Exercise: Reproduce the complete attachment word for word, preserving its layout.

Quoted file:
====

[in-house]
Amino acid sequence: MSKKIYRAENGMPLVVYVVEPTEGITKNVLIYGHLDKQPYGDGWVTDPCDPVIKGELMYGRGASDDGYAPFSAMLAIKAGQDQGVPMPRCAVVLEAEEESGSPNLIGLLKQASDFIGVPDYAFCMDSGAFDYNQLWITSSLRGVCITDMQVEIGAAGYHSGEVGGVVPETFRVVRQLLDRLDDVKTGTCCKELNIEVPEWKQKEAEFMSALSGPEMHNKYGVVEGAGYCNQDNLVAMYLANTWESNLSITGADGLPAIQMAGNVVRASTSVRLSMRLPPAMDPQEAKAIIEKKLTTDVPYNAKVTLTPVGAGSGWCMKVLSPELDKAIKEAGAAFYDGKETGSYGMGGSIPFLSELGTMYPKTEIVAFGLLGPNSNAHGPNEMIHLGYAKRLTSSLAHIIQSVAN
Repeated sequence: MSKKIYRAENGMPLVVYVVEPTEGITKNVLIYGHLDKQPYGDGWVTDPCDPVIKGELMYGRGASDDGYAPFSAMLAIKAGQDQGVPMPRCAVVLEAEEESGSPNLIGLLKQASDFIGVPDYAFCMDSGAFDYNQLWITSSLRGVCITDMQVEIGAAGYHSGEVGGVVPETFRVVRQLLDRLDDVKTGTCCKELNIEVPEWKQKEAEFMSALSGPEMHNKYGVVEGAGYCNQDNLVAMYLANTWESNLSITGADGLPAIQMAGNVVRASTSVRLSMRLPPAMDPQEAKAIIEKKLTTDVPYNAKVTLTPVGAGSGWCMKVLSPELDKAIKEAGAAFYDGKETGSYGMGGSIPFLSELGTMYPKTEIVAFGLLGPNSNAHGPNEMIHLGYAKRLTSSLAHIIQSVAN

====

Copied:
[in-house]
Amino acid sequence: MSKKIYRAENGMPLVVYVVEPTEGITKNVLIYGHLDKQPYGDGWVTDPCDPVIKGELMYGRGASDDGYAPFSAMLAIKAGQDQGVPMPRCAVVLEAEEESGSPNLIGLLKQASDFIGVPDYAFCMDSGAFDYNQLWITSSLRGVCITDMQVEIGAAGYHSGEVGGVVPETFRVVRQLLDRLDDVKTGTCCKELNIEVPEWKQKEAEFMSALSGPEMHNKYGVVEGAGYCNQDNLVAMYLANTWESNLSITGADGLPAIQMAGNVVRASTSVRLSMRLPPAMDPQEAKAIIEKKLTTDVPYNAKVTLTPVGAGSGWCMKVLSPELDKAIKEAGAAFYDGKETGSYGMGGSIPFLSELGTMYPKTEIVAFGLLGPNSNAHGPNEMIHLGYAKRLTSSLAHIIQSVAN
Repeated sequence: MSKKIYRAENGMPLVVYVVEPTEGITKNVLIYGHLDKQPYGDGWVTDPCDPVIKGELMYGRGASDDGYAPFSAMLAIKAGQDQGVPMPRCAVVLEAEEESGSPNLIGLLKQASDFIGVPDYAFCMDSGAFDYNQLWITSSLRGVCITDMQVEIGAAGYHSGEVGGVVPETFRVVRQLLDRLDDVKTGTCCKELNIEVPEWKQKEAEFMSALSGPEMHNKYGVVEGAGYCNQDNLVAMYLANTWESNLSITGADGLPAIQMAGNVVRASTSVRLSMRLPPAMDPQEAKAIIEKKLTTDVPYNAKVTLTPVGAGSGWCMKVLSPELDKAIKEAGAAFYDGKETGSYGMGGSIPFLSELGTMYPKTEIVAFGLLGPNSNAHGPNEMIHLGYAKRLTSSLAHIIQSVAN